UW-Milwaukee - Why Study Economics?

Economics is the science of choice! It is the study of how people, firms and governments make choices in the face of scarce resources. These choices can be personal (l Do I go to class or not? Should I eat Ramen noodles tonight or take my significant other out for a nice dinner? Or should I accept a job at one firm or another?) or they can involve crucial public policy questions (Do we provide public health care? Should we increase the age of Social Security eligibility? Should interest rates increase?). It is a rigorous discipline, but it combines many different skills - theory, empirics, math, history, public policy and business decisions. This makes it valuable for analyzing the choices that we make, both large and small.

Making the choice to major in economics can be lucrative. A 2013-14 survey shows that economics graduates have an average  starting salary of $50,100, among the highest for business related majors.  Another study in the peer-reviewed journal, Economic Inquiry, in July 2003 showed that economics undergraduate majors were among the highest paid workers over their careers. This is true even for those who went on and obtained graduate degrees in other fields (like an MBA). Also explore recent information from the Hamilton Project showing economics compared to other majors with or without any additional graduate school. The labor market shows that firms value the skills and abilities of economics majors and are willing to pay well for those skills. A 1998 study in the Journal of Economic Education shows that economics majors score the highest on the LSAT of all majors.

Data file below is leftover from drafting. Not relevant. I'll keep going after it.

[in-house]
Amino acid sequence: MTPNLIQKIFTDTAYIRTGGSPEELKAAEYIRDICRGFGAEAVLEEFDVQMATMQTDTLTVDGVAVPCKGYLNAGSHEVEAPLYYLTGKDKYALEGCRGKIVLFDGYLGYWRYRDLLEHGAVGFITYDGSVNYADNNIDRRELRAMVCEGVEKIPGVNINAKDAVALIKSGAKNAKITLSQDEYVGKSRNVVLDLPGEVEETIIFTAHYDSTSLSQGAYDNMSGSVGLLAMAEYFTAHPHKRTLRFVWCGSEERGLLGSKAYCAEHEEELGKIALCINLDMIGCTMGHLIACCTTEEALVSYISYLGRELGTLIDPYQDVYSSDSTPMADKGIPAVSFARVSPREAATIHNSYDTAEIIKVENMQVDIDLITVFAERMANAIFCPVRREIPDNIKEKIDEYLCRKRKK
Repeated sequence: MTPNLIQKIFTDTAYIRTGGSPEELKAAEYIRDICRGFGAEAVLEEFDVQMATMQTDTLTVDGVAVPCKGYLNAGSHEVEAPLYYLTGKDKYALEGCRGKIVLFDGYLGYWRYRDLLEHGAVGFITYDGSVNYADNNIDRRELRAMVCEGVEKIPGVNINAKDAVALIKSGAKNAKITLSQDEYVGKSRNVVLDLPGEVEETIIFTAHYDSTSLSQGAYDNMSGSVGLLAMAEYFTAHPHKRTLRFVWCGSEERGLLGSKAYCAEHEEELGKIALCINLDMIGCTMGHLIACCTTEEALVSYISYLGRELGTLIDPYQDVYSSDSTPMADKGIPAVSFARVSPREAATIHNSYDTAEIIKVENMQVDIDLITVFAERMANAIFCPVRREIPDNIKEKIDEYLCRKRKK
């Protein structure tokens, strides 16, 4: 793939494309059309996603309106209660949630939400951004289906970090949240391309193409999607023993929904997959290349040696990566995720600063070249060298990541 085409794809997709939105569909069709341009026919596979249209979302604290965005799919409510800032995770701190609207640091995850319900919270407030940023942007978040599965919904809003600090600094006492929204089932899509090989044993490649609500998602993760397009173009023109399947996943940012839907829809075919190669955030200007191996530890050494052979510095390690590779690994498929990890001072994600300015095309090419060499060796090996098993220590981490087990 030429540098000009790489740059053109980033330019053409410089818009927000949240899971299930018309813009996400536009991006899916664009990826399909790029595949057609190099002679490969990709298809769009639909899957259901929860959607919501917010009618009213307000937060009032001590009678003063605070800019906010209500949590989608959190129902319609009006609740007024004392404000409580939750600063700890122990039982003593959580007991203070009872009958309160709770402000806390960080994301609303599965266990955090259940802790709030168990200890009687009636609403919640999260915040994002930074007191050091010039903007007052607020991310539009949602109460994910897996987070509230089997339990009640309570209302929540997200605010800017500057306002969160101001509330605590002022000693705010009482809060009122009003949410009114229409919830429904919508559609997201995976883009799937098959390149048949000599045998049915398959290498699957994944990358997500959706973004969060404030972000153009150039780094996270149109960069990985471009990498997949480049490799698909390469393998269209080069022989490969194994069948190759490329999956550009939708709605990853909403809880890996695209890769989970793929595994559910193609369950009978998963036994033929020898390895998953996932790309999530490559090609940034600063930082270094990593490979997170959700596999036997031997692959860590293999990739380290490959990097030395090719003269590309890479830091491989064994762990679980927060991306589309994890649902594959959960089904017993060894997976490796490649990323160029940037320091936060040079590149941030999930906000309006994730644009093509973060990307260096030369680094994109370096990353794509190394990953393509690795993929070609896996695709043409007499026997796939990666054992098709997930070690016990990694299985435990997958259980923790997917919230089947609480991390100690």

We are often asked "What can I do with my Economics Degree?"  The economics degree makes great preparation for many different careers. In addition to firms in economic research and analysis,  our economics majors are employed by a wide variety of businesses, nonprofits and governments. See our undergraduate alumni page for just some of the jobs in which our graduates are employed. 

For further information talk with our Undergraduate Economics Advisors and see the section of the American Economics Association website oriented toward undergraduates.